Topical DMSO vs. Topical MSM for Equine Tendon Treatment
A horse has its leg bandaged, which is necessary after applying topical DMSO or MSM.
This study revealed that topical DMSO has a more significant effect on horses with SDFT injuries than topical MSM does. iStock

Injury to the superficial digital flexor tendon (SDFT) can result in long-term lameness and a slow recovery. An Iraqi study compared DMSO to MSM when applied topically to the skin over an injured tendon [Ahmad, F.; Akbar, H.; Hayar, MA.; et al. The role of DMSO and MSM in treatment of tendinopathies affection in equine: A comparative study. Iraqi Journal of Veterinary Sciences 2022, vol. 36, no. 4, pp. 861-868; doi:10.33899/IJVS.2022.132428.2088].

Ten polo horses aged 5-15 years with chronic superficial digital flexor tendinitis participated in the study. Treatment was applied once weekly for seven weeks. A group of five horses received treatment of their SDFT injury using 60 ml of topical 90% DMSO aqueous solution. The other five received treatment of 60 ml of topical 90% MSM aqueous solution. The treatments were applied to a shaved area of the SDFT injury and bandaged for 12 hours.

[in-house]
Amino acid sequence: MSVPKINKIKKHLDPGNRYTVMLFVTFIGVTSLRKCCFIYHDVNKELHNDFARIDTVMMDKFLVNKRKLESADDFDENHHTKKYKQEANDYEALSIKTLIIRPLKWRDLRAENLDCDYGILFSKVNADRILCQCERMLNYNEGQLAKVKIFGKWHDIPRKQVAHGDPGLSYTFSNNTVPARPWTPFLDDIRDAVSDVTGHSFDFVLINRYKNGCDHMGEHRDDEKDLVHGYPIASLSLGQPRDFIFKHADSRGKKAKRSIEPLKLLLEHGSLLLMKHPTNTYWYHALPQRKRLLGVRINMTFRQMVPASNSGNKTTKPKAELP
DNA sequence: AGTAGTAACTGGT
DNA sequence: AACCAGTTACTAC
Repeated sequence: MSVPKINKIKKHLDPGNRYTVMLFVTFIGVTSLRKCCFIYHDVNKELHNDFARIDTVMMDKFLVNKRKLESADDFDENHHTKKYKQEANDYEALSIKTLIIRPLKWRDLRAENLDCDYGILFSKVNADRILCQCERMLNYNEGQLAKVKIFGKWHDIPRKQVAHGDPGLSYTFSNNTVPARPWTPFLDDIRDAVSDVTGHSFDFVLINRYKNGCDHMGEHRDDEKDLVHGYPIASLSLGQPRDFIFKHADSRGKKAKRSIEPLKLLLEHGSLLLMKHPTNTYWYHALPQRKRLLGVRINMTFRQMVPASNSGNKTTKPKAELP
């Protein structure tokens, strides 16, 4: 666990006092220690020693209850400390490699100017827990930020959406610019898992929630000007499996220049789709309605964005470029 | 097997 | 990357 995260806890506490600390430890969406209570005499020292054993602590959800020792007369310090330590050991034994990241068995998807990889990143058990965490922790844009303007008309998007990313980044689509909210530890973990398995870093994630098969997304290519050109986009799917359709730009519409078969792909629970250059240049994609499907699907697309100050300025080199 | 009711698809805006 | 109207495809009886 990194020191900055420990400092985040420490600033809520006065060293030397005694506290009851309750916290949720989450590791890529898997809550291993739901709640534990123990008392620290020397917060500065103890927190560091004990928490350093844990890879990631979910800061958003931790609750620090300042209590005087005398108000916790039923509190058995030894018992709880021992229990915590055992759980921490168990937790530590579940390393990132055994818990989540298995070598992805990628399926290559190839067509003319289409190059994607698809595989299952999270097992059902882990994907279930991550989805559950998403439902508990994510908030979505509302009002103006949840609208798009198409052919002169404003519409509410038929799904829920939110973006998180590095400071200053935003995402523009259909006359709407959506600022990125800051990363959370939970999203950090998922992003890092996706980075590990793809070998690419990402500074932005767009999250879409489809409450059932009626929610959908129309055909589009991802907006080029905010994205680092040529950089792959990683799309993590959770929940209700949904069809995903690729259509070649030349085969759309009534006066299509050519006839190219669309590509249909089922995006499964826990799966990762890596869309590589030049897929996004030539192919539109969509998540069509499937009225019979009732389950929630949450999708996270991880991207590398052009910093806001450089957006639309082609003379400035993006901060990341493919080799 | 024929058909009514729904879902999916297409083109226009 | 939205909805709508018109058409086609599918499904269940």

Researchers assessed lameness and pain scores. They performed ultrasonic imaging of fiber alignment and echogenicity on days 0, 21 and 42. 

The authors conclude that topical DMSO has a more significant effect on pain severity and lameness compared to topical MSM. In addition, ultrasound parameters—fiber alignment and echogenicity—improved more by day 42 with DMSO compared to MSM.


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